How can dairy affect the body
Written by Bunmi. Monday, February 6th, 2012
What are the negative aspects of Casein and Dairy foods?
Dairy is one of the most popular products in the market place today.From the moment we are born we are fed the most natural of products, that being milk.We are constantly being educated from an early age about the importance of dairy in our every day diets.Our education tells us the importance of regular consumption in order to gain the body’s much needed calcium; which in turn provides stronger, healthier bones or even better teeth.However as with many food products there can be a negative aspect to dairy.More and more people now a days are being born with or developing Lactose intolerance or Dairy allergies.For some ethnic backgrounds (In the UK 75% of Africans and 90% of Asians) have issues with dairy (generally lactose intolerance) are paramount.This however can also affect ethnic groups too.“In humans, the body produces less lactase after the age of two.However in white Western Europeans, lactase can be produced into adult life, which allows lactose to be broken down properly.”(www.theallergysite.co.uk)
Lactose intolerance is generally caused by a shortage of lactase.Lactase is an enzyme needed to break down lactose so that it can be absorbed in the blood stream.If a person doesn’t have enough lactase then lactose is not absorbed properly in the gut which can then cause a number of symptoms. (See below for symptoms)
Symptoms of Allergy or Intolerance
- ·Nausea & Vomiting
- ·Weight loss
- ·IBS, Stomach Cramps
- ·Migraines, Rashes
- ·Depression and Anxiety
- ·Ulcers and Hyperactivity (in children)
- ·Bloating and Wind
Lactose intolerance can be caused by a number of things. Digestive diseases or injuries to the small intestine (See Diagram A) can sometimes cause lactose intolerance as this will generally reduce the amount of lactase produced.In some cases lactose intolerance is inherited in the gene.
Milk from mammals such as cows, goats, sheep and humans contain lactose.This means that milk from none of these places is suitable for people with lactose intolerance.The only way for a person to reduce the symptoms they receive from their lactose intolerance is to reduce and where possible eliminate the lactose in the body.This means the reduction in foods such as milk, cheese, butter, ice cream and even things like cakes and biscuits.Despite this, the market place now offers an array of alternative calcium rich products.Examples of these are as follows: – Soya milk, Lactose free milk (still contains casein), Rice milk, Oat milk and Almond milk to name just a few.Some of these options are also suitable alternatives for babies and young children (Particularly soya and lactose free milk).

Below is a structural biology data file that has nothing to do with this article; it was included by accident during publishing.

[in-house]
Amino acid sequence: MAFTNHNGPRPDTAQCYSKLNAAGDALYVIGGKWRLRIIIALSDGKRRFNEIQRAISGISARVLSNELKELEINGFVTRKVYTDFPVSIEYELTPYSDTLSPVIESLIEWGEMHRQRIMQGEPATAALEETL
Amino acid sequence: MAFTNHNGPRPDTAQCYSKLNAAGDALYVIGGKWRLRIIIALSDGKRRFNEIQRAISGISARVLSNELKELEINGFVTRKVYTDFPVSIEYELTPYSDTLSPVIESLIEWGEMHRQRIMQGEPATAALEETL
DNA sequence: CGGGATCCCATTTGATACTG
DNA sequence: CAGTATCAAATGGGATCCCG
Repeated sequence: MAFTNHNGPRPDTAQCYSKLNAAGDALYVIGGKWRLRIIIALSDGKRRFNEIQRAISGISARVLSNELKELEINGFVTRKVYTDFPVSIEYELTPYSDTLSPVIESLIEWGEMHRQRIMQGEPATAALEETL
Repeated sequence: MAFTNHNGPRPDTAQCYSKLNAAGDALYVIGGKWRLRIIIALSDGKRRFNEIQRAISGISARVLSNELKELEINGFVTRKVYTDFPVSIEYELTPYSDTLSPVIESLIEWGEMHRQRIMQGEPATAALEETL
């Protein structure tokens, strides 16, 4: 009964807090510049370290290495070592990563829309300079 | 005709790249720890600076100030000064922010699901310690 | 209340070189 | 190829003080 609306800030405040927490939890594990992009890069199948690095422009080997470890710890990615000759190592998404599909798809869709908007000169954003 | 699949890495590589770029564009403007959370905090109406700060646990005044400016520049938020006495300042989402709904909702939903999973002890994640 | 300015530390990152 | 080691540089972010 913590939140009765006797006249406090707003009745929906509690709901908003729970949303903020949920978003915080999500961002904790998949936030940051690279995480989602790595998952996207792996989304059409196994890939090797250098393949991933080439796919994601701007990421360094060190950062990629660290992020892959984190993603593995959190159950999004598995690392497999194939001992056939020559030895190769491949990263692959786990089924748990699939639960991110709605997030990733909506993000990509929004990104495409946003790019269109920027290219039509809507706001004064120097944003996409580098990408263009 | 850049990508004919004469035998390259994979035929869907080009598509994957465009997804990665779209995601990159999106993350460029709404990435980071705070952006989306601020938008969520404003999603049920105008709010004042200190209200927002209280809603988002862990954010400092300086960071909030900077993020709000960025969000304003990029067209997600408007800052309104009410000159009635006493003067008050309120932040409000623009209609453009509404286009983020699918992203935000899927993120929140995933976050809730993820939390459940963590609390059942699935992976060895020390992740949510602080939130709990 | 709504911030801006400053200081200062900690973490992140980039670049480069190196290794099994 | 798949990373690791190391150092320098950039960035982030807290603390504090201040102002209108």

Allergy to cow’s milk is mostly common in childhood and affects up to 2 – 7% of babies under one years old.“This allergy is mostly common in babies with atopic dermatitis.” (www.foodallergiesabout.com) Reactions can occur by milk passing through the mothers’ breast which has come through dairy products she has eaten.Other methods of reaction are through feeding a baby with cow’s milk products.By the age of three most children do grow out of the milk allergy though some children will take this allergy into adulthood.
An allergy to cows’ milk is caused by a reaction to two main allergens in milk called Casein and Whey.‘Casein is the curd that forms when milk sours and Whey is the watery part that is left when the curd is removed.’ (www.ei-resource.org).
People can be allergic to either whey or casein or both and an allergic reaction can be triggered by small amounts of these two allergens in people who are sensitive.Treatments such as pasteurisation changes whey, therefore people who are sensitive to whey may not react to pasteurised milk.However casein cannot be modified through heat treatment/pasteurisation, therefore casein is unchangeable in milk.“The pasteurisation process is a destructive process that changes the physical structure of the fragile proteins in milk (especially casein) and converts them into proteins that the body was never designed to handle – and that can actually be harmful.Additionally the pasteurisation process virtually eliminates the good bacteria normally present in milk and radically reduces the micronutrient and vitamin content of healthy food.”(Dr Mercol www.mercola.com, 2008).This therefore means that someone who is allergic to casein will more than likely react to milk and dairy products.In such situations this will also mean that milk from other mammals such as goats/sheep, hydrolysed milk and soya formulas are sometimes used as a substitute for babies at risk of developing cows milk allergy.However because goat and sheep milk is similar to cows milk, this does mean that someone with a cows milk allergy may also react to these other alternatives.
Despite the education on the need for dairy products in the diet, it is clear that milk products are not suitable for everyone.Whether a person has inherited, become intolerant in later life of even allergic at birth it is clear that it is crucial for a person to understand their body and the way that it reacts to dairy.There are pros and cons to dairy but as with anything, it is essential that if eliminated from the diet, the body must still receive a substitute in order to gain the nutrients required in the body.There are a range of food products both natural and manmade that can provide this alternative.The market place is pulsating with these today.